Table 3 presents the results of logistic regression models evaluating the odds of receiving significant injuries (AIS⩾3) to each body region. Compared with helmeted persons, unhelmeted ATV riders were significantly more likely to receive a diagnosis of a TBI of any severity (OR = 1.62, 95% CI 1.49 to 1.76, p<0.001). Unhelmeted patients were three times more likely to have a moderate to severe TBI (OR = 2.99, 95% CI 2.30 to 3.89, p<0.001). Significant facial injuries were nearly twice as likely in unhelmeted ATV riders (OR = 1.94, 95% CI 1.28 to 2.94, p = 0.002), as were significant neck injuries (OR = 3.53, 95% CI 1.26 to 9.91, p = 0.017). Helmet use was not associated with any significant differences in injury to other body regions.
We also assessed the likelihood of arriving in the ED with a GCS of 3–8 and the likelihood of experiencing a severe TBI (AIS⩾4), controlling for patient characteristics. We found that unhelmeted ATV riders were more than twice as likely to have depressed levels of consciousness (GCS<9) than were helmeted riders (OR = 2.39, 95% CI 1.89 to 3.01, p<0.001). Unhelmeted ATV riders were also more than three times more likely to receive a severe TBI (OR = 3.19, 95% CI 2.39 to 4.25, p<0.001).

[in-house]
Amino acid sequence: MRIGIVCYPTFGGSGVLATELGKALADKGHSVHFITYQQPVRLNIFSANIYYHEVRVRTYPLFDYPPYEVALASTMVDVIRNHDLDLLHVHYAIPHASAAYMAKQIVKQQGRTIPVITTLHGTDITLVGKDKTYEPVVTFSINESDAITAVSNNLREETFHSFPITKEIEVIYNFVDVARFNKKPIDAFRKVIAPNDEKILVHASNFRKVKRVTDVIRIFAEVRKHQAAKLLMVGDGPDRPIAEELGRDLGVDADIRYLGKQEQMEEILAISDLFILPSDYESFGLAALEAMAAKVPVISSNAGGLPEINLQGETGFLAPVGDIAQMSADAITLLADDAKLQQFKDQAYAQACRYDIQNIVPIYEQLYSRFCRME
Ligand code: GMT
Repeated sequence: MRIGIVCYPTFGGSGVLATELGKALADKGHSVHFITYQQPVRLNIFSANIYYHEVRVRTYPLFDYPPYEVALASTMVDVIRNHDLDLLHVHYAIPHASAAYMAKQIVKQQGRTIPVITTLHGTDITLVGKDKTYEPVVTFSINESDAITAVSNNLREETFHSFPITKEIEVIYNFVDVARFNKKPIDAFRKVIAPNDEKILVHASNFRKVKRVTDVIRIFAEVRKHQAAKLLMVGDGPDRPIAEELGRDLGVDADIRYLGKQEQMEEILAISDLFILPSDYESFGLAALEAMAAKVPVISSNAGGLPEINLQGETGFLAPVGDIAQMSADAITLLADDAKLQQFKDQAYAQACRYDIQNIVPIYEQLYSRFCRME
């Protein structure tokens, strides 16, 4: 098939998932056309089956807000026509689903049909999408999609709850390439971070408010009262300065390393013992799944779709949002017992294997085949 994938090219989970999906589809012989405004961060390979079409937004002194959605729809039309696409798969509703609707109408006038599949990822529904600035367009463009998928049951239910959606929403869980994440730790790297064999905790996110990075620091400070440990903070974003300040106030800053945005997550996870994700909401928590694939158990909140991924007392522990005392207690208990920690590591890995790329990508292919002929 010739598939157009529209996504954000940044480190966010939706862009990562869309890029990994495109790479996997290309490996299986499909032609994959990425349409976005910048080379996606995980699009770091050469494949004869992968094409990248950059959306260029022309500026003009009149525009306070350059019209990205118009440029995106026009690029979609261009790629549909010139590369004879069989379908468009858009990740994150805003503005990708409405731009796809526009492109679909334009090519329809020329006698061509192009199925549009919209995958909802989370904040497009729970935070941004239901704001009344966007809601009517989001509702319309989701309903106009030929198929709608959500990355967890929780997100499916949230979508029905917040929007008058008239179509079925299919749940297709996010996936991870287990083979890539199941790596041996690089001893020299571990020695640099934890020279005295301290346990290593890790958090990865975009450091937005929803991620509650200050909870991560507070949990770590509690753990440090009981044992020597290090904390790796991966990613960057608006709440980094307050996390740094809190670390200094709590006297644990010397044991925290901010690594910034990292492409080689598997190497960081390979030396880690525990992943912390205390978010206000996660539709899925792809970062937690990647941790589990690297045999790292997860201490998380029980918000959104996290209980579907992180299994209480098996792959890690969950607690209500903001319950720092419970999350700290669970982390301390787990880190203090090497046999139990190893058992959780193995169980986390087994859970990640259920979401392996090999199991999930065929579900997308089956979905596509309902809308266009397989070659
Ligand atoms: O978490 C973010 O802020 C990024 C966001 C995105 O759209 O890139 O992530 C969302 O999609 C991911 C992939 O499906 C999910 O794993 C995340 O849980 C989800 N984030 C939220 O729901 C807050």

In table 4, we present the results of the logistic regression modeling in-hospital mortality for ATV injuries. Compared with helmeted patients, unhelmeted patients were much more likely to die (OR = 2.58, 95% CI 1.79 to 3.71, p<0.001). Female patients were less likely to die irrespective of helmet use. Injury severity, hypotension, and blood transfusion were all significantly associated with increased odds of an in-hospital death. We also performed the same logistic regression, limiting patients to children (age 0–19). As with adults, children not wearing helmets were much more likely to die than helmeted children (OR = 2.32, 95% CI 1.23 to 4.37, p = 0.005).